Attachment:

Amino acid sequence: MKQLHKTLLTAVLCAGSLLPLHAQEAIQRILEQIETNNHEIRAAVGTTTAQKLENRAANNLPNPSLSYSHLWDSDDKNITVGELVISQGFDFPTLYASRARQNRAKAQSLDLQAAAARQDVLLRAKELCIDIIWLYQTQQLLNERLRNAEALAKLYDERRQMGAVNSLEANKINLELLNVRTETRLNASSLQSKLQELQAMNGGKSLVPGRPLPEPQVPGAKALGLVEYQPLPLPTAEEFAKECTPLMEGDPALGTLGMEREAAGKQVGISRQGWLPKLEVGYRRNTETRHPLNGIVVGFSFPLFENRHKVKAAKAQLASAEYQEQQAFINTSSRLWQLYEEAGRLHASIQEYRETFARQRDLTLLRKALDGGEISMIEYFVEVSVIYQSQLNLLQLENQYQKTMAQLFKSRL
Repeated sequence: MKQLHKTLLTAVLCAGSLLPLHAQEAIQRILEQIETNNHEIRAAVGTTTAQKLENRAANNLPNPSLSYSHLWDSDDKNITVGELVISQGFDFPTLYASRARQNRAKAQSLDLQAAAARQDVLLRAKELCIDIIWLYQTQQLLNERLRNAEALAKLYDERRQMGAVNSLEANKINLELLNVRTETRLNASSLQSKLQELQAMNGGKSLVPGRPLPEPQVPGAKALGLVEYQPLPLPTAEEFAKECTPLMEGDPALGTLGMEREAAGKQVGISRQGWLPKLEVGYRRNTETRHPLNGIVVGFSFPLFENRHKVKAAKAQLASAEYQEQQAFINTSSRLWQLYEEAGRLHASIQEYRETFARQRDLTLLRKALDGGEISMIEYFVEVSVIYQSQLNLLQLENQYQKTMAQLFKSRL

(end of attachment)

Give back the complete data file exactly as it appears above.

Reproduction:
Amino acid sequence: MKQLHKTLLTAVLCAGSLLPLHAQEAIQRILEQIETNNHEIRAAVGTTTAQKLENRAANNLPNPSLSYSHLWDSDDKNITVGELVISQGFDFPTLYASRARQNRAKAQSLDLQAAAARQDVLLRAKELCIDIIWLYQTQQLLNERLRNAEALAKLYDERRQMGAVNSLEANKINLELLNVRTETRLNASSLQSKLQELQAMNGGKSLVPGRPLPEPQVPGAKALGLVEYQPLPLPTAEEFAKECTPLMEGDPALGTLGMEREAAGKQVGISRQGWLPKLEVGYRRNTETRHPLNGIVVGFSFPLFENRHKVKAAKAQLASAEYQEQQAFINTSSRLWQLYEEAGRLHASIQEYRETFARQRDLTLLRKALDGGEISMIEYFVEVSVIYQSQLNLLQLENQYQKTMAQLFKSRL
Repeated sequence: MKQLHKTLLTAVLCAGSLLPLHAQEAIQRILEQIETNNHEIRAAVGTTTAQKLENRAANNLPNPSLSYSHLWDSDDKNITVGELVISQGFDFPTLYASRARQNRAKAQSLDLQAAAARQDVLLRAKELCIDIIWLYQTQQLLNERLRNAEALAKLYDERRQMGAVNSLEANKINLELLNVRTETRLNASSLQSKLQELQAMNGGKSLVPGRPLPEPQVPGAKALGLVEYQPLPLPTAEEFAKECTPLMEGDPALGTLGMEREAAGKQVGISRQGWLPKLEVGYRRNTETRHPLNGIVVGFSFPLFENRHKVKAAKAQLASAEYQEQQAFINTSSRLWQLYEEAGRLHASIQEYRETFARQRDLTLLRKALDGGEISMIEYFVEVSVIYQSQLNLLQLENQYQKTMAQLFKSRL